Different feeding methods:

The types of sea slugs mentioned in the previous sentence rasp off pieces of sponge tissue using their radula, the toothed ribbon in their buccal mass that is pushed out against the sponge. The porostome dorids, such as the phyllidids and dendrodorids however, are suctorial feeders, having soft mouth parts, lacking a radula, and secrete enzymes on to the sponge tissue to partially digest it externally before sucking it up using their muscular buccal pump.

 

The chromodorid Hypselodoris obscura pushing out its blue buccal mass to press the radula against and rasp at the sponge prey.

 

The suctorial feeding (porostome) nudibranch Dendrodoris nigra secretes enzymes upon the sponge and sucks up the partially broken down tissue.

 

Phyllidiids are porostome (radula-less) nudibranchs as well, feeding by the suctorial method. Here they are making the most of a large area of sponge. Their prey is most often unobservable. The phyllidiids are very toxic nudibranchs known to kill all other inhabitants of an aquarium if placed therein.

 

Often the sponge colony may not be readily evident being either quite small, partially overgrown by other sessile organisms or covered in silt. In most instances the actual feeding process is obscured from view by the head and or oral veil of the sea slug that lie over the prey as it is being eaten.

Sometimes several specimens of a sea slug species may be found upon a sponge all feeding in what could be described as a sea slug “feeding frenzy”. Different but related species can also be seen together on the one sponge and in rare situations even unrelated species, if they have the same diet, may feed together.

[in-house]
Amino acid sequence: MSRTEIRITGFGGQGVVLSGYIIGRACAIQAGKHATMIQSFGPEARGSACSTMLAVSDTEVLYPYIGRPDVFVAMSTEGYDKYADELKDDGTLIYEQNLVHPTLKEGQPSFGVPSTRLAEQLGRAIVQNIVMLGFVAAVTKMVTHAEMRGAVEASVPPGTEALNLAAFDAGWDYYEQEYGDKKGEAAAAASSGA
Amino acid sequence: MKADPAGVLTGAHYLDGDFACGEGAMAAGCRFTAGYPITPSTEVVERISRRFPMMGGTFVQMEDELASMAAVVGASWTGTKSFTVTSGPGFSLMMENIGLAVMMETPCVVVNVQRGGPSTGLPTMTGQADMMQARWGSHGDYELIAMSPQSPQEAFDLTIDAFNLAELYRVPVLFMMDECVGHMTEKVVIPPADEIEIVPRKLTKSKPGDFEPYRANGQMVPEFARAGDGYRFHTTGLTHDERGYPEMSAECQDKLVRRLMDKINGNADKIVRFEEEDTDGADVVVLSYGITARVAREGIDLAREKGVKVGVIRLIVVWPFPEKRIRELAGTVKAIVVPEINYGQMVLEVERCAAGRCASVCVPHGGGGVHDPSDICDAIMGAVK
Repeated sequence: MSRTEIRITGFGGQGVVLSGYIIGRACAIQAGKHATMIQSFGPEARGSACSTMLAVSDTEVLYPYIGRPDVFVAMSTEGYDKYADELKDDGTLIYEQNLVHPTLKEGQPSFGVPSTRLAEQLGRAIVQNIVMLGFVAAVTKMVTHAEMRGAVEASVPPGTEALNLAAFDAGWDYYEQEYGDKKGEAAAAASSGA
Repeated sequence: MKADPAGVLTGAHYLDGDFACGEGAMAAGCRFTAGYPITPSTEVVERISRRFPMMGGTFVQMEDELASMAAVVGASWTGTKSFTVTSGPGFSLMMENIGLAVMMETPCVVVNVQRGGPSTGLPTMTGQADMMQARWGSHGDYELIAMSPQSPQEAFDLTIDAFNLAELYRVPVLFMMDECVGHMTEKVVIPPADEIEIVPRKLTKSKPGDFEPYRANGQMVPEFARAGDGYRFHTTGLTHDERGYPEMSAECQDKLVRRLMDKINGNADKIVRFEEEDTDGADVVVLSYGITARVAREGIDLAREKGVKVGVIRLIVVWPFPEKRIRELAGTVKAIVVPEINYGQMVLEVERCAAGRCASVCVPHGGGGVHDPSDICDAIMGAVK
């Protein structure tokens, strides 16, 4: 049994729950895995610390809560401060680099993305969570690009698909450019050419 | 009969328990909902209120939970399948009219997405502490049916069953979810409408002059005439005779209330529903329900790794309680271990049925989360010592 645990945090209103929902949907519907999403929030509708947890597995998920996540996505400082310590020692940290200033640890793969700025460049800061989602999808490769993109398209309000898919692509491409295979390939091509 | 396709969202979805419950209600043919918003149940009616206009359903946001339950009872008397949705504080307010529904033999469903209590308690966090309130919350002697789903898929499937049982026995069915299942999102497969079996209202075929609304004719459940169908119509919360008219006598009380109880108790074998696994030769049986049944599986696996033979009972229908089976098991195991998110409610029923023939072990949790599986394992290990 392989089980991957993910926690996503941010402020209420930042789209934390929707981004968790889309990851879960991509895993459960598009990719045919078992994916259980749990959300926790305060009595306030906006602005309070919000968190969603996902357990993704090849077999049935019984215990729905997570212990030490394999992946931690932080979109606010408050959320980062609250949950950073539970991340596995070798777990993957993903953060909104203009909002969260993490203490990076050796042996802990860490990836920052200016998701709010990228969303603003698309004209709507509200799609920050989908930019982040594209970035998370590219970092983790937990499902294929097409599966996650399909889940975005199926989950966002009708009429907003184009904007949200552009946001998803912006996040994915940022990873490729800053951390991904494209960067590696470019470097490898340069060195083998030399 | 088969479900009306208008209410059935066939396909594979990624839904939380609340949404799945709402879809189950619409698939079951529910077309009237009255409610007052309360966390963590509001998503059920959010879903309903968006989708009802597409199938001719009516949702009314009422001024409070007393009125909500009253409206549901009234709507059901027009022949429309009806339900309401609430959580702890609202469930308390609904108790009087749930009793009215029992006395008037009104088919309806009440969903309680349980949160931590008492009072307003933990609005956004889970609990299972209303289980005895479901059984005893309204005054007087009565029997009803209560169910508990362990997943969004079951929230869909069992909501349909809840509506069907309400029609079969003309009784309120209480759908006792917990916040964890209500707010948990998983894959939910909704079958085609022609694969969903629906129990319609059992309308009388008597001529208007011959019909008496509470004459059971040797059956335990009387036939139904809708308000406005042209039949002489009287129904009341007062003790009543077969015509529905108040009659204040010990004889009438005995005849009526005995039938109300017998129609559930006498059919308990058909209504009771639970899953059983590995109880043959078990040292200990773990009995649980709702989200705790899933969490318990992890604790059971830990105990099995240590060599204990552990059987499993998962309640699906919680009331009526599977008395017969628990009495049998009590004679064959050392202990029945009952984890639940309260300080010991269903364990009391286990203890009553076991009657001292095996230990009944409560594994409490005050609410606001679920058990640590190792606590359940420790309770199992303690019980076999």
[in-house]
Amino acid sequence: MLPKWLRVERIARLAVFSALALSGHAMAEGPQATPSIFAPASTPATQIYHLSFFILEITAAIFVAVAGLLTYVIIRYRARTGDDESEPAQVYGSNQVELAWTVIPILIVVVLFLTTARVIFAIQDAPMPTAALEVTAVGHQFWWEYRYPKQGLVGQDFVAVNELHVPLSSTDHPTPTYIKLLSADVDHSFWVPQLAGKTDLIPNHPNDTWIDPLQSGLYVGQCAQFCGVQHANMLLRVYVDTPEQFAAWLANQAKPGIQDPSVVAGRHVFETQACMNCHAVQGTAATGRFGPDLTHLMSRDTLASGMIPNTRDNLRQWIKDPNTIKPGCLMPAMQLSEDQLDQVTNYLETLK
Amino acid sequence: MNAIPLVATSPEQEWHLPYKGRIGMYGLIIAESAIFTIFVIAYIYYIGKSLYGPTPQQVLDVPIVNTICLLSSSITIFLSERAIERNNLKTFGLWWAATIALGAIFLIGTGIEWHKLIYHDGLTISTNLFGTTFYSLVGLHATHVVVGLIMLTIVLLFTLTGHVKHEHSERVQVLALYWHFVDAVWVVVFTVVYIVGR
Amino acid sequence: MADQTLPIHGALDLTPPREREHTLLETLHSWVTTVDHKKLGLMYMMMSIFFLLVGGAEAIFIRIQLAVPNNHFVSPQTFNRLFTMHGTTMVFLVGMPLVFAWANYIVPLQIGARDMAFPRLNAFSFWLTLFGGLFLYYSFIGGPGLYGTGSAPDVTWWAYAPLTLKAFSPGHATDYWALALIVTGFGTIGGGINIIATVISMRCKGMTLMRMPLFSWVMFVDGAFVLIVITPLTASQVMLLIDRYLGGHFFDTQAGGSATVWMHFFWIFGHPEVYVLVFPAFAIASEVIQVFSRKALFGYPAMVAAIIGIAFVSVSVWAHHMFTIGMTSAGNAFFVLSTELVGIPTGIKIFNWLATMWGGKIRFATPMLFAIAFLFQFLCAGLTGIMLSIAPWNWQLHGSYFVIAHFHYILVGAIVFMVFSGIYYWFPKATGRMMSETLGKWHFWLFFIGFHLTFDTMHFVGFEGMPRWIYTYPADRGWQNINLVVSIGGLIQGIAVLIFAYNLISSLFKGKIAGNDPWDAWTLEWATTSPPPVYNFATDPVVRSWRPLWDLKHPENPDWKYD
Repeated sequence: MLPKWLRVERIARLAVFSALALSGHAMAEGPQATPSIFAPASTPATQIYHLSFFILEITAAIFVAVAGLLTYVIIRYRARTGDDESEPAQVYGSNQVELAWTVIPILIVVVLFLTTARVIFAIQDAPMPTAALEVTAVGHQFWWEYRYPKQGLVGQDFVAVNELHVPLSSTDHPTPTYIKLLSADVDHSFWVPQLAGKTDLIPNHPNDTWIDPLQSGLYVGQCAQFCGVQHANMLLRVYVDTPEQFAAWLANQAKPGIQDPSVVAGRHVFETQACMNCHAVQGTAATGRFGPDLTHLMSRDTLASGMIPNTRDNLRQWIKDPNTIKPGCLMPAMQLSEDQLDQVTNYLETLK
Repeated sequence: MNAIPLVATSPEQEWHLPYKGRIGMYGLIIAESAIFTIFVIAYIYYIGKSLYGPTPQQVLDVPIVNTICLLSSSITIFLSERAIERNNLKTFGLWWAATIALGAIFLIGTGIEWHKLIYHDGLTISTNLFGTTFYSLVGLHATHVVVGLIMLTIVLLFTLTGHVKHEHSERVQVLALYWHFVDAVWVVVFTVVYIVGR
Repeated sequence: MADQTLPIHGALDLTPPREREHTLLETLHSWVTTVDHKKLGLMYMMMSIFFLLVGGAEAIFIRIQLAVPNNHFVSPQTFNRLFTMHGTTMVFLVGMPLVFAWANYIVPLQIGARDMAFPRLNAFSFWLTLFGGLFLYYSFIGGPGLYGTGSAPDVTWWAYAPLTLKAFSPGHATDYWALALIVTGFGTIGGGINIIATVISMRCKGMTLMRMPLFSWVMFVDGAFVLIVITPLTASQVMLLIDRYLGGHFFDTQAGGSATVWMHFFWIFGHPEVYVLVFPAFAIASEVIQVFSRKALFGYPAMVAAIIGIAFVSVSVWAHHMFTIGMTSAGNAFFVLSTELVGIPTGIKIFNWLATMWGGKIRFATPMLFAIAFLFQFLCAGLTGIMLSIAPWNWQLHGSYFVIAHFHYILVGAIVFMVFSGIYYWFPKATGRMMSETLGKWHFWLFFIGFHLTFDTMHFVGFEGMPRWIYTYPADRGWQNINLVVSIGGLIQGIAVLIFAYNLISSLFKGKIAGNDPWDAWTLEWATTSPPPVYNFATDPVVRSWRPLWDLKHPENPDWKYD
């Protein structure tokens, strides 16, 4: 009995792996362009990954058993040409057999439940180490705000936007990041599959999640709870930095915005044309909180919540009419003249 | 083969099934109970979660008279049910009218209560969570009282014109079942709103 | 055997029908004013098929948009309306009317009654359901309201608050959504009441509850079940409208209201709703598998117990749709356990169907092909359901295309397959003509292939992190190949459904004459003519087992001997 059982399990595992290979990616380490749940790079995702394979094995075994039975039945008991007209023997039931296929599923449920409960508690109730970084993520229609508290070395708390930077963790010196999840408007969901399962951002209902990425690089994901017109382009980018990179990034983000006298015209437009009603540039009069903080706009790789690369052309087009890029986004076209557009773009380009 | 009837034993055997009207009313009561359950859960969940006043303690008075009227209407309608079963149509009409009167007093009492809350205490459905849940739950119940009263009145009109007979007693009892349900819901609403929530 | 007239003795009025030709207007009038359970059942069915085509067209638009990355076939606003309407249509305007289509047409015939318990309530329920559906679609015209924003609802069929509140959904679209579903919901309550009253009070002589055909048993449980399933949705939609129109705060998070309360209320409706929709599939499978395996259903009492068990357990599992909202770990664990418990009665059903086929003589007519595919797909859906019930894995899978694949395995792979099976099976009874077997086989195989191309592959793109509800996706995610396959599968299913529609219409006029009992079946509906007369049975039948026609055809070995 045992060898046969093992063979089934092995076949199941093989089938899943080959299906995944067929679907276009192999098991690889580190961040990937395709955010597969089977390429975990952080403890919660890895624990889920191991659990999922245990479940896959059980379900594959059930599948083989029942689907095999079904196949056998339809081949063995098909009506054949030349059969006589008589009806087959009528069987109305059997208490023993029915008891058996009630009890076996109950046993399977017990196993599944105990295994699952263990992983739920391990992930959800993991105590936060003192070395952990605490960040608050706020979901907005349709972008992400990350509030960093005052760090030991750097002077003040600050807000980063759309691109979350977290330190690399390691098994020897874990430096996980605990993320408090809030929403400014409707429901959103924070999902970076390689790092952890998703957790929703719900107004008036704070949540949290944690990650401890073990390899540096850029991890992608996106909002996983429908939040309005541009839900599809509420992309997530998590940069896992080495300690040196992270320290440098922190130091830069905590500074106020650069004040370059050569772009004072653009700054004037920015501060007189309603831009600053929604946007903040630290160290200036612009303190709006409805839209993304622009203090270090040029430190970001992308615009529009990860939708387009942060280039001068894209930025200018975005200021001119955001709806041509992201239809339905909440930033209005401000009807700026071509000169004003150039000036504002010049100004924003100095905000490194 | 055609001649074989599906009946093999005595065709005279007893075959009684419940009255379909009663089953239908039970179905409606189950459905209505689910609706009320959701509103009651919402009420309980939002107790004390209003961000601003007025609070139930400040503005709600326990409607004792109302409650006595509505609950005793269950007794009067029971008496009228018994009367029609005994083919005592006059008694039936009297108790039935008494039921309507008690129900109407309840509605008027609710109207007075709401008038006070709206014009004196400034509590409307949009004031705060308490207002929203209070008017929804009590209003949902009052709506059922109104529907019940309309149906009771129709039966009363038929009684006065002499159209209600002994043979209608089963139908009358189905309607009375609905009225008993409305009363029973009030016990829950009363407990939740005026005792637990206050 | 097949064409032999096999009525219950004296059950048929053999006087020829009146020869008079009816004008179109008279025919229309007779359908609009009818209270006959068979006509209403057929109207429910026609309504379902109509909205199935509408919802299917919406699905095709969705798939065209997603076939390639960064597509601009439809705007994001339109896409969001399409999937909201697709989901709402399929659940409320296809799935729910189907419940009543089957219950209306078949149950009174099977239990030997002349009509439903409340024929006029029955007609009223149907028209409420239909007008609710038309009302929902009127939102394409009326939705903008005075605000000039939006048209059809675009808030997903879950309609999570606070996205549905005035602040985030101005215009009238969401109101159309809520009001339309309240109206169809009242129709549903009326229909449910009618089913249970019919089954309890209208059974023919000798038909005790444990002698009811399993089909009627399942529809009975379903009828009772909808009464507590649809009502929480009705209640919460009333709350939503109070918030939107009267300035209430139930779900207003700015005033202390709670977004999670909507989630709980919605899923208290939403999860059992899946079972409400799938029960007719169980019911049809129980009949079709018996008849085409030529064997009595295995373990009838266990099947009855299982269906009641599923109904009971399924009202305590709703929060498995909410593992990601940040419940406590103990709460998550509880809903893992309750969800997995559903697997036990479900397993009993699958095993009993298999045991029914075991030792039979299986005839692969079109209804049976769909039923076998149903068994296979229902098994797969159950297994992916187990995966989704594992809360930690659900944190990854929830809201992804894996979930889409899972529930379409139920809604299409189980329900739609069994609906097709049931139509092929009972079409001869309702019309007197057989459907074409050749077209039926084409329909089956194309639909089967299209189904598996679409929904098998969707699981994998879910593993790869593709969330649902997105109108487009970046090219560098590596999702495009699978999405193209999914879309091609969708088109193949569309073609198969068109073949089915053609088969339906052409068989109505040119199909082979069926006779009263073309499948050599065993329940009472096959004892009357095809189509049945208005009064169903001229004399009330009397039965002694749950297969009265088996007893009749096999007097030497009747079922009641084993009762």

A pair of Hypselodoris jacksoni feeding together on a small and partially hidden sponge colony.

 

An example of several nudibranchs (all chromodorids) all feeding upon the one sponge colony – seven Glossodoris rufomarginata are feeding together with a different species – a single Doriprismatica atromarginata.

 

Here is an example of two vastly different sea slugs Miamira magnifica and Sagaminopteron ornatum, from different taxonomic orders, feeding upon the same sponge. I have recorded these two species feeding together several times. Miamira magnifica is a chromodorid nudibranch that displays flamboyant colouration. Note the same colours exhibited by both species, just arranged differently. This aposematic colouration (to warn predators of a toxic nature) has come about in conjunction with the ability to sequester highly toxic chemicals from their sponge prey.

 

Aposematic or Cryptic:

There appears to be a trend among most sea slug taxa where the more basal species are cryptic in colouration and the most highly derived are more colourful. It has been postulated that as more powerful (toxic) secondary metabolites gradually became more accessible, that is, able to be processed by the sea slug, the re-use of them in self-defence permitted some sea slugs such as the chromodorids to change (evolve) from cryptic colouration to the colourful aposematic (warning) colouration we see in that group today. Conspicuousness, even as a warning, certainly attracts attention and can be a risky ploy so only those with the best protection (high toxicity/unpalatability) can afford to be so. Toxicity therefore is thought to be related to the conspicuousness of the nudibranch. Another factor to consider is chemical aposematism (olfactory aposematism). Recent research has suggested that the stored toxic chemicals may give off a chemical warning signal that predators are able to sense and recognise. The low solubility of these chemicals in the sea water serves to prevent their dilution and increases localised effectiveness.